With Republican Majority Split, NC House Waters Down Guns Bill

Jun 16, 2015

The North Carolina House of Representatives voted Tuesday afternoon to remove the most controversial portions of a bill that would have allowed some people to buy handguns without a permit. It would have also allowed lawmakers to carry pistols on General Assembly grounds.

The bill, tentatively approved in a 77 to 38 bipartisan vote, was one of the most controversial legislative proposals this session. It drew protests from pro- and anti-gun groups, as well as medical professionals and sheriffs across the state. Largely declawed, its most immediate effect will be to order local courts to increase the information they report to a national database to the National Instant Criminal Background Check for firearm sales. The House is scheduled to make a final vote on the bill Wednesday.

"You can't expect to do a lot of things overnight. You can shoot for that,” said Rep. Jacqueline Schaeffer, a Republican from Mecklenburg County and the lead writer of the bill. “We're in a negotiation, and I offer my proposal to the rest of the house, and they come back and say, 'I don't like this part, and I don't like this part,' and we kind of haggle through those details.”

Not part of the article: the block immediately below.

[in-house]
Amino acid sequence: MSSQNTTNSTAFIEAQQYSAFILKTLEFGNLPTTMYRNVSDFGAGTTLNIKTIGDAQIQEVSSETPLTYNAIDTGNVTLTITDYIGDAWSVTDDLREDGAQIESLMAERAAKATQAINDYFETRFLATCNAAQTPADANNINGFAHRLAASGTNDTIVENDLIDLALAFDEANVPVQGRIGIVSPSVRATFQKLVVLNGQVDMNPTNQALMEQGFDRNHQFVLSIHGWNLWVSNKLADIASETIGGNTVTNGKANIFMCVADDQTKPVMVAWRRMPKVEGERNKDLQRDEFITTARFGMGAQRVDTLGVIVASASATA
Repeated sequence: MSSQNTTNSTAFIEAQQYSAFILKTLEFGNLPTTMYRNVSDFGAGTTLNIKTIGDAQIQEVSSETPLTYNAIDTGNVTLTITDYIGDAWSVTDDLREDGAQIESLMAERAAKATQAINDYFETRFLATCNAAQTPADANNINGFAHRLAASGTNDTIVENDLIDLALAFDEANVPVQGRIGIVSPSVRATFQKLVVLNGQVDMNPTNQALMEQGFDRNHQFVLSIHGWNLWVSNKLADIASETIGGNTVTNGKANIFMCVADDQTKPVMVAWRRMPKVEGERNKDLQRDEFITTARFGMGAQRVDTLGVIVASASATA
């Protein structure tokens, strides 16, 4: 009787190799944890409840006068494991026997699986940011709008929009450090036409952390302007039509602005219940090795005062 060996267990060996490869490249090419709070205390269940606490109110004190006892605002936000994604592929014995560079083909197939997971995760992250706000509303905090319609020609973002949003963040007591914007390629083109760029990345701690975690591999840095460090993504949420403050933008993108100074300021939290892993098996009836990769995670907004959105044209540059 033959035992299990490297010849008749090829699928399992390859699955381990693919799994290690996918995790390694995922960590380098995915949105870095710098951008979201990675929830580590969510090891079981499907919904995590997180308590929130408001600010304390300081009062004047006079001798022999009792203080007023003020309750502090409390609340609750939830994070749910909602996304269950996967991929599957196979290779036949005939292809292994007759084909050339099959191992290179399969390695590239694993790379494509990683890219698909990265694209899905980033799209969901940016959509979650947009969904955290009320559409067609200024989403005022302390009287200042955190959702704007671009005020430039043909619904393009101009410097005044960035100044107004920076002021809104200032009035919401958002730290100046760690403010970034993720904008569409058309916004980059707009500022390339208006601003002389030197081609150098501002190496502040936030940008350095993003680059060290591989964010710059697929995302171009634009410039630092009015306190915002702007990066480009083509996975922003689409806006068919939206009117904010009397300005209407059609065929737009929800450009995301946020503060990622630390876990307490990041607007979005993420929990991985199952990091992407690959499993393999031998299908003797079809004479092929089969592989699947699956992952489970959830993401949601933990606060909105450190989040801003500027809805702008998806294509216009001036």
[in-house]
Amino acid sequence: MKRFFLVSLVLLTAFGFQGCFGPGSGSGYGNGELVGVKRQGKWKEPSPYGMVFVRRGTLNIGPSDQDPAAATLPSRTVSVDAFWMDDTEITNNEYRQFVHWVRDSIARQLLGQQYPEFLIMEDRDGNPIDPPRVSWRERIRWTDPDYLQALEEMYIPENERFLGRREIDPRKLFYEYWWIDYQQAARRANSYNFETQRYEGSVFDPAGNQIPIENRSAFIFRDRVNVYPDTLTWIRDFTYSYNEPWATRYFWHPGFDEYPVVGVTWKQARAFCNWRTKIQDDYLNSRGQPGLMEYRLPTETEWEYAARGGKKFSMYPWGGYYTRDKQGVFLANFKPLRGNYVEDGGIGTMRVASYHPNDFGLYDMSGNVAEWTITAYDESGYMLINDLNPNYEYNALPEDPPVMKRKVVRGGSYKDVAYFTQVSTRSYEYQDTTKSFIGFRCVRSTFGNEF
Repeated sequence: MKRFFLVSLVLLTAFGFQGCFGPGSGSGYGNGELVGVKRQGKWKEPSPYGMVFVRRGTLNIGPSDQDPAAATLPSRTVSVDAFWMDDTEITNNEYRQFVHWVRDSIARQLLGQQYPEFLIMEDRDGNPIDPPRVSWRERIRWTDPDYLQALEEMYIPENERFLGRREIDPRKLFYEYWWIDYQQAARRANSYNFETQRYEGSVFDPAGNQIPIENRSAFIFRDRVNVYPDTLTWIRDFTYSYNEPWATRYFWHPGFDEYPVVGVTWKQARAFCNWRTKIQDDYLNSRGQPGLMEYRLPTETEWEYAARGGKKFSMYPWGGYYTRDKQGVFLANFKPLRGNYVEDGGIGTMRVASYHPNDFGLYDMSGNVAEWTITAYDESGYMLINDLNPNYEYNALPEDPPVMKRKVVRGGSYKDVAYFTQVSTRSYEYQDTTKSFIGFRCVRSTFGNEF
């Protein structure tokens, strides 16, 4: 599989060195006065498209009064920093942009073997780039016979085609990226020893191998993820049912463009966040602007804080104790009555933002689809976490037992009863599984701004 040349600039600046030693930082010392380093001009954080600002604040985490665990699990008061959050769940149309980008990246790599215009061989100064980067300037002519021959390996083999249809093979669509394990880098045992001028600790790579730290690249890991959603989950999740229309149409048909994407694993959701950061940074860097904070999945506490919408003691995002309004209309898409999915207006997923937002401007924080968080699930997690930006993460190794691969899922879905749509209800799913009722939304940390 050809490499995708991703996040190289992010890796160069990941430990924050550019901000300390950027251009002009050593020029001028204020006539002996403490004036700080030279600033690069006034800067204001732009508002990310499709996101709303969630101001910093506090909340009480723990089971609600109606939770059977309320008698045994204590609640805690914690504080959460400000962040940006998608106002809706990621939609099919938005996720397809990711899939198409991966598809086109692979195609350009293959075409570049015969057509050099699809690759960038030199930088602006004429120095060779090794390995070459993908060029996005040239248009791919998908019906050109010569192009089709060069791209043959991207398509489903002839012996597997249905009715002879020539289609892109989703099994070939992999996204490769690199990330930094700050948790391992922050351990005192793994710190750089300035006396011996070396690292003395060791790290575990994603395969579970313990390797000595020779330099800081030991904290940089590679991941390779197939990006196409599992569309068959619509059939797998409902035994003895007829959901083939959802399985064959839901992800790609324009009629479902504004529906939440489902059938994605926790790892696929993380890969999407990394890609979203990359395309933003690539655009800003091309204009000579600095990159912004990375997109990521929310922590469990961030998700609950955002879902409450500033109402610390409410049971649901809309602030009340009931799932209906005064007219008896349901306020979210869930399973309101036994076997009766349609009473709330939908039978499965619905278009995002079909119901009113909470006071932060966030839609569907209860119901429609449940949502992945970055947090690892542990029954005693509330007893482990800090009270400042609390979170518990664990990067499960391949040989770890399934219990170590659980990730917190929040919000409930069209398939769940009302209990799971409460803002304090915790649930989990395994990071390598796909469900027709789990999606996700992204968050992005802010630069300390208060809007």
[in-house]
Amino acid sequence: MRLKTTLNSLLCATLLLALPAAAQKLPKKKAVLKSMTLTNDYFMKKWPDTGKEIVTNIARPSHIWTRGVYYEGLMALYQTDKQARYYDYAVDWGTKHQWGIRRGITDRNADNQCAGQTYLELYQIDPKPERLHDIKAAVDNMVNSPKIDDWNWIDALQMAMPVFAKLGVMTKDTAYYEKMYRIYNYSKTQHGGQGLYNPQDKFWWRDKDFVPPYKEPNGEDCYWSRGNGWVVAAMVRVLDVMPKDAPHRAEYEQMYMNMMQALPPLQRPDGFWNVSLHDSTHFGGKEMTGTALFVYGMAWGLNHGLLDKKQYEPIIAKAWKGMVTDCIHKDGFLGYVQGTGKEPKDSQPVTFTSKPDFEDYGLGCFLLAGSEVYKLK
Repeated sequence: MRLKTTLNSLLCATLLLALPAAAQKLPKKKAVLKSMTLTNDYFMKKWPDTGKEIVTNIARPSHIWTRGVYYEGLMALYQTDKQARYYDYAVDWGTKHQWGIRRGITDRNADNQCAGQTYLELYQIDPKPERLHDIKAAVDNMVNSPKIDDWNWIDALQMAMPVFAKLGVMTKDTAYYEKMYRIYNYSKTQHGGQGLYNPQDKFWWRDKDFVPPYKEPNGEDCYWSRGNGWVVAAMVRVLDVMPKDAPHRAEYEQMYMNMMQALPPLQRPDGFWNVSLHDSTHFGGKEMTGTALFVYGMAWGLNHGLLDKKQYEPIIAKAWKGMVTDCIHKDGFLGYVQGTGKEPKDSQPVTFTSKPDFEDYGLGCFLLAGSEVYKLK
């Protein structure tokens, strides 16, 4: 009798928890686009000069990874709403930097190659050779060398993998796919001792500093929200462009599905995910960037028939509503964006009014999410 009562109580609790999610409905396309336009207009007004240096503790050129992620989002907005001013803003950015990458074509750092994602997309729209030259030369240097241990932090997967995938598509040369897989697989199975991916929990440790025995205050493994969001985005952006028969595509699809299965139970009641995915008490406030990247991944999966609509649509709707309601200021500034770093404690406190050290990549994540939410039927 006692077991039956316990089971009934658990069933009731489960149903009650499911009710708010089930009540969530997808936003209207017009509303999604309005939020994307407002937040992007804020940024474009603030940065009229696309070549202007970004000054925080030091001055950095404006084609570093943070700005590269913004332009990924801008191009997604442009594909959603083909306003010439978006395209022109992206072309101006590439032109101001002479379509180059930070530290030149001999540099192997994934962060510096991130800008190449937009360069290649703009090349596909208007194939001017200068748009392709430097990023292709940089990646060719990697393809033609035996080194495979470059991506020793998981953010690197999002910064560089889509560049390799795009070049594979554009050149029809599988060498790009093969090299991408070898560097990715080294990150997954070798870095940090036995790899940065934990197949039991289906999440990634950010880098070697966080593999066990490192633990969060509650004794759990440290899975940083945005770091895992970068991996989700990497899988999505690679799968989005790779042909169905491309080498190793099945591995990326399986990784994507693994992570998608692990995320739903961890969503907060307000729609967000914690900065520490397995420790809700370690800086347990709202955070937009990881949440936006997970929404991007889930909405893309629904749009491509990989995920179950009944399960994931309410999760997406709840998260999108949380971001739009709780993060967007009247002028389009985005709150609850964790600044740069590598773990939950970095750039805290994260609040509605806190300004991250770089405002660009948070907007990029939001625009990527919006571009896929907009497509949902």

Rep. Allen McNeil, a Republican from Randolph County, successfully proposed to amend the bill before the full chamber Tuesday afternoon to require people buying handguns to first obtain a purchase permit from their local sheriff’s office. House Bill 562, once named the Second Amendment Affirmation Act, originally removed the state’s purchase permit. Only people buying handguns at federally licensed dealers would have been screened through a national database.
 

Credit RabidSquirrel / pixabay

Other amendments significantly changed the bill, but opponents such as Rep. Tricia Cotham, a Republican from Mecklenburg County, still questioned its merits.

"Certainly the version that came out of the house today is not as reckless, but it is still a dangerous bill and not needed in North Carolina," Cotham said. "What have we done for jobs? What have we done for our teachers? What have we done for our families? It's really sad to see what our priorities are."